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HomeC ProgrammingPlotting the Knight’s Subsequent Transfer

Plotting the Knight’s Subsequent Transfer



The following step in hopping a knight round a chessboard is figuring out which squares from its present place characterize legitimate strikes. Code have to be mixed from final week’s lesson (setting the knight on the chessboard at a random spot) with the motion code offered just a few classes again.

Determine 1 reveals the outcomes desired, with the knight’s random place marked by the letter Ok and legitimate potential strikes proven as asterisks.

knight on a chessboard showing moves

Determine 1. Potential strikes for a knight on a chessboard.

To plot the knight’s strikes I created the moveto() operate. It accepts the knight’s present place (okay) and an array of potential strikes (m[]) as arguments. The knight’s place is randomly set within the principal() operate. The array of potential strikes can be declared there, however its values are initialized within the moveto() operate:



void moveto(int okay, int m[])
{
    struct place {
        int row;
        int col;
    };
    
    struct place pairs[KM] = {
        { -2,-1 }, { -2, 1 }, { -1, -2 }, { -1, 2 },
        { 1, -2 }, { 1, 2 }, { 2, -1 }, { 2, 1 }
    };
    int x,krow,kcol,r,c;

    
    kcol = okay % SIZE;
    krow = (okay - kcol)/SIZE;
    
    for( x=0; x<KM; x++ )
    {
        
        r = krow + pairs[x].row;
        c = kcol + pairs[x].col;
        
        if( (r<0 || r>=SIZE) || (c<0 || c>=SIZE) )
        {
            
            m[x] = -1;
        }
        else
        {
            
            m[x] = r * SIZE + c;
        }
    }
}

Literal KM equals the variety of potential knight strikes, set to eight. The strikes are outlined within the place construction pairs as row and column offsets. This matter was mentioned in an earlier lesson.

The knight’s row (krow) and column (kcol) place is obtained from these expressions:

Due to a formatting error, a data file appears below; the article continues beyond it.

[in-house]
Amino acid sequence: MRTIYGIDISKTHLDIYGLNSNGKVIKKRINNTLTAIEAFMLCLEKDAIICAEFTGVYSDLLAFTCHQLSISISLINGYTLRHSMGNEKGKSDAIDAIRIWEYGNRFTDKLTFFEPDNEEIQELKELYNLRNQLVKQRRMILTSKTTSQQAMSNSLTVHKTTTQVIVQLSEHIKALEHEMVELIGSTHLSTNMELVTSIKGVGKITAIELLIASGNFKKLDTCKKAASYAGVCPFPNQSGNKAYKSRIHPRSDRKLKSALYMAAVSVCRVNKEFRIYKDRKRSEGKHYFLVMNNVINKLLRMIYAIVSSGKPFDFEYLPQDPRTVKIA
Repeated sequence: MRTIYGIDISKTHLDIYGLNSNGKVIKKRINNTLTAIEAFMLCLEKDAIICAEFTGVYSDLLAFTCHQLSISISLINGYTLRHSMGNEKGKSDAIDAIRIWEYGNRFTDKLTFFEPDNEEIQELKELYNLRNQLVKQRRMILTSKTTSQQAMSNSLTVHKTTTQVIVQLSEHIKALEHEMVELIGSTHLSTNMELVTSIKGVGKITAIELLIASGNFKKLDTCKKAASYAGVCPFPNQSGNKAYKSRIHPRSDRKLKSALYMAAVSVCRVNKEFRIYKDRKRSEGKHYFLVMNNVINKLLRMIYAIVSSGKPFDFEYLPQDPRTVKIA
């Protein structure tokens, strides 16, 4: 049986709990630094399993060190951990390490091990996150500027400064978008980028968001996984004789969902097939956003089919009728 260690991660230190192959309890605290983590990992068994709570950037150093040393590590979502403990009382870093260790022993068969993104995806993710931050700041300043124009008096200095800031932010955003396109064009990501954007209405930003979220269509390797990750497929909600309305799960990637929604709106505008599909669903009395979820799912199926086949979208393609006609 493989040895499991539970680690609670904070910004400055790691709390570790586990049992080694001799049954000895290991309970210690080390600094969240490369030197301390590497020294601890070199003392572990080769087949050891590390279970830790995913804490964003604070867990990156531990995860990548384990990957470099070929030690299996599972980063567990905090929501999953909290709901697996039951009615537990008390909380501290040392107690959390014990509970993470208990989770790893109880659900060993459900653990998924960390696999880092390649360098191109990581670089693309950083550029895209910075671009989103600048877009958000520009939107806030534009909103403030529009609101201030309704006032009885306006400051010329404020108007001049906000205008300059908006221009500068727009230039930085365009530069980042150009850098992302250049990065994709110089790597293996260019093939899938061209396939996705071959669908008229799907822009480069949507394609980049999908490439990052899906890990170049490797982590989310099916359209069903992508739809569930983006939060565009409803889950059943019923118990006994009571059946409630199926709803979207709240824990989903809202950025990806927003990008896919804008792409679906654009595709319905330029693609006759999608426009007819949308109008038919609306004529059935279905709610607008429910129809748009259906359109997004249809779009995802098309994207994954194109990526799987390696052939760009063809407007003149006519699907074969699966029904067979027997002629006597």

kcol = okay % SIZE;
krow = (okay - kcol)/SIZE;

This translation is critical because the pairs[] array makes use of row and column offsets.

A for loop processes all potential strikes, zero via KM. For every pairs[] worth, a row (r) and column (c) is obtained:

r = krow + pairs[x].row;
c = kcol + pairs[x].col;

An if check confirms whether or not the row/column worth is in vary:

if( (r<0 || r>=SIZE) || (c<0 || c>=SIZE) )

If the row (r) or column (c) is out of vary, -1 is about within the m[] array. In any other case, the place is plotted and set within the array as a linear worth:

m[x] = r * SIZE + c;

The array argument m[] needn’t be returned from the moveto() operate. It’s a type of bizarre array/pointer issues that works in C.

The principal() operate is up to date so as to add the moveto() operate name. Additionally the chess_board() operate is up to date to just accept the strikes[] array as a second argument. A for loop is added to the operate to course of the strikes[] array, setting asterisks in these squares the place the knight can transfer and ignoring the -1 values within the array.

The complete code is out there on GitHub. The output doesn’t but match Determine 1 because the variety of legitimate strikes isn’t counted. Bear in mind: One step at a time!

As soon as I received the primary model of the code to work, I added one other operate, movecount(). This operate processes the strikes[] array, figuring out what number of strikes are legitimate. It tallies these components not equal to -1.



int movecount(int m[])
{
    int x,rely;

    rely = 0;
    
    for( x=0; x<KM; x++ )
    {
        if( m[x] >= 0 )
            rely++;
    }

    return(rely);
}

The up to date code is out there on GitHub.

The movecount() operate isn’t only for reporting the output, as proven in Determine 1. No, it turns out to be useful because the code progresses. The purpose is to find out which of the legitimate squares the knight can transfer to based mostly on the variety of subsequent strikes attainable. This matter is tackled in subsequent week’s Lesson.

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